Another convergence between Figures 1 and 3, as well as the offered figure, and subtle difference to Figure 2, is the headband. In the case of the group of three figures it is a narrow strip of copper framed by pieces of brass above and below, whereas in the case of Figure 2 the copper band is wider and reaches down to the curved iron eyebrows, without a piece of brass in between.
Another convergence is the shape of the mouth. Slightly open, circular, and with sharp teeth filed to points, the mouth of the Figures 1, 3, and the offered figure is embellished by a cowrie shell attached with resin (on the offered figure, however, the cowrie has been detached). We know that cowries were a very old currency used throughout Africa, and particularly in equatorial Africa. Thus it was a mark of distinction reserved for statues of the great leaders of clans or politically influential lineages. Filing the teeth to points was a decorative mutilation customary among high-ranking initiates of the Sothern Kota.
A sculptural detail sometimes mentioned in association with the work of Ndasa groups, rarely noticed but probably quite significant symbolically, is the shape of the nose. Typically Kota noses are of a tetrahedral volume, with sharp edges, as seen for example in works of the Obamba, Ndumu, and Shamaye. However, here the nose has a flattened tip, with nostrils gaping, giving it a "snub" look, perhaps recalling the emaciated, skeletal nose of an ancestor's skull. This particular detail is found on several other reliquary figures of the Ndasa substyle, which clearly indicates that this form was intentional and not coincidental: cf., a Kota-Ndasa janus mbulu-viti figure, 64 cm (Ader-Tajan, Paris, December 18, 1990 lot 56, collected by Batallion commander Foufé between 1911 and 1914); another Kota mbulu-viti figure, 56.5 cm (Ratton-Hourdé 2003: 59); and a Kota-Ndasa mbulu-ngulu figure, 58 cm, Sibiti region, Congo (ibid.: 56).
Summarizing the above, three figures – Silver Collection, previously Jay C. Leff Collection, and the offered figure – share a series of strong similarities: the repoussé execution of the decorative scheme on the upper perimeter of the transverse crests of the coiffure, the headband across the forehead, the shape of the mouth, the original presence of a cowry shell on the mouth, the detail of the skeletal nose, as well as approximately the same height. These convergences allow us to suggest that all three figures are the work of a single artist.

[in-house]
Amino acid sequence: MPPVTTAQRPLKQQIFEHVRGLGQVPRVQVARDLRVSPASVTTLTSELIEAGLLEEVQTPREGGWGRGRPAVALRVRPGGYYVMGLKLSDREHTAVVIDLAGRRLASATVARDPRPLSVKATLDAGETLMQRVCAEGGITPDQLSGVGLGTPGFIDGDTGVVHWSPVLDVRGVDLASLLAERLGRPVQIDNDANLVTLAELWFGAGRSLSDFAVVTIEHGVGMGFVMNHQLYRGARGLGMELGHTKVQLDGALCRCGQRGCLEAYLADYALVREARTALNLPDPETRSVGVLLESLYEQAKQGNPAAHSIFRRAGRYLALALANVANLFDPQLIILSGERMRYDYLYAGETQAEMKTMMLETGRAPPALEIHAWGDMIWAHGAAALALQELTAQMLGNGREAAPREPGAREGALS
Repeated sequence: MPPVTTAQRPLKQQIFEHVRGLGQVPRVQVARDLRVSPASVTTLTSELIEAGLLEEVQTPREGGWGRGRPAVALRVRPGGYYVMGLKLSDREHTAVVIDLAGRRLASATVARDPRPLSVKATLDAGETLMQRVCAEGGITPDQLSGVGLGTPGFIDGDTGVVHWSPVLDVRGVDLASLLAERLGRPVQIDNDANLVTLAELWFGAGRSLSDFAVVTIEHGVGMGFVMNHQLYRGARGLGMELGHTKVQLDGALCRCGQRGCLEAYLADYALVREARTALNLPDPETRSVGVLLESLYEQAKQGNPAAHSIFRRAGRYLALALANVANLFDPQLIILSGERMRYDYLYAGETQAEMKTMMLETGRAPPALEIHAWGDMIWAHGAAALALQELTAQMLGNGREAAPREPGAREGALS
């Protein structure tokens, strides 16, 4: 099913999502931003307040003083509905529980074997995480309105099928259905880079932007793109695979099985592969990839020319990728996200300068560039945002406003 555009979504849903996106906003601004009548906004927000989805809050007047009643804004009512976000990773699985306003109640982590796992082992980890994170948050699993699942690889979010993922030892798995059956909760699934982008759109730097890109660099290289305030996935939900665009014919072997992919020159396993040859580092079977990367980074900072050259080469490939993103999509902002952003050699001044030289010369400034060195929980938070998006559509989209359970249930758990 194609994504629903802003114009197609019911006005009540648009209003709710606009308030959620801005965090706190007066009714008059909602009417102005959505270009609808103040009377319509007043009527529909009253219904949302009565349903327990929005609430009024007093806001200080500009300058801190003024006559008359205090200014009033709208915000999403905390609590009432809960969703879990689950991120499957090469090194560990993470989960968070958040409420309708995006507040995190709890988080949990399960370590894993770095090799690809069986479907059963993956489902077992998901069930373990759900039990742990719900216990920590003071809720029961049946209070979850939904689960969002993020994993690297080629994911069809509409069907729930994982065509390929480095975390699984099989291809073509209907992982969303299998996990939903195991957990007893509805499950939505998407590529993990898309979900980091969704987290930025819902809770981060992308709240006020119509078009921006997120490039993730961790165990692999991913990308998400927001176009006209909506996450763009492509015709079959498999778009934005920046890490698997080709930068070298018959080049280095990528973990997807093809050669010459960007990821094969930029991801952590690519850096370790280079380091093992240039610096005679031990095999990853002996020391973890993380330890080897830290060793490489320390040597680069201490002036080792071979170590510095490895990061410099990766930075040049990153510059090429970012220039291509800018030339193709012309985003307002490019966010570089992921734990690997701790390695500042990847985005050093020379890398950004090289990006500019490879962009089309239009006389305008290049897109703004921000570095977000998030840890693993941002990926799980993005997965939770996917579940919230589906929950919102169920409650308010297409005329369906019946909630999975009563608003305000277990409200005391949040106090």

In comparing the different variants of Kota funerary sculptures, from their 18th/19th century expansion from north to south, we see that expressions of the Ivindo basin and also the Ogooue basin are much more stylized and abstract than those of the Congo region of Mossendjo. Perhaps a certain stylistic influence of the wider cultural environment can be seen developing over the centuries in this area, where cultural groups of diverse origins such as the Punu, the Tsangi, and the Ndzebi, lived side by side and created "white masks" which in all three styles are well-known for their naturalistic tendencies. In the region of the Tsangi, for example, the okuyi mask, with a fully modeled face, bears bands over the forehead and cheeks, recalling the forehead-band of Ndasa dignitaries. In this context it is noteworthy that Efraim Andersson had found such a white mask in the Kota region in the 1930s (Andersson 1953: 347, pl. 3). This discovery, which could be considered simply anecdotal and random, perhaps instead can be attributed to the existence of common initiation associations across these different communities (in which the mwiri association links all of the adult men in a village). This would undoubtedly have favored the exchanging and borrowing of symbolic motifs, and might explain the naturalistic and sometimes "baroque" tendencies of Ndasa reliquary figures. These three cultural traits place the Congolese regions of the Upper Niari and the Louéssé in a wider perspective, and are another indication of the relative "permeability" of styles in the history of African sculpture.
The present mbulu-ngulu reliquary figure, previously in the collections of Morris J. Pinto and Armand Arman, is of great age, dating from the early nineteenth if not the late eighteenth centuries. It is a major work of its genre, representing a rare variant of the Ndasa sub-style, and constitutes one of the most accomplished jewels of Kota statuary.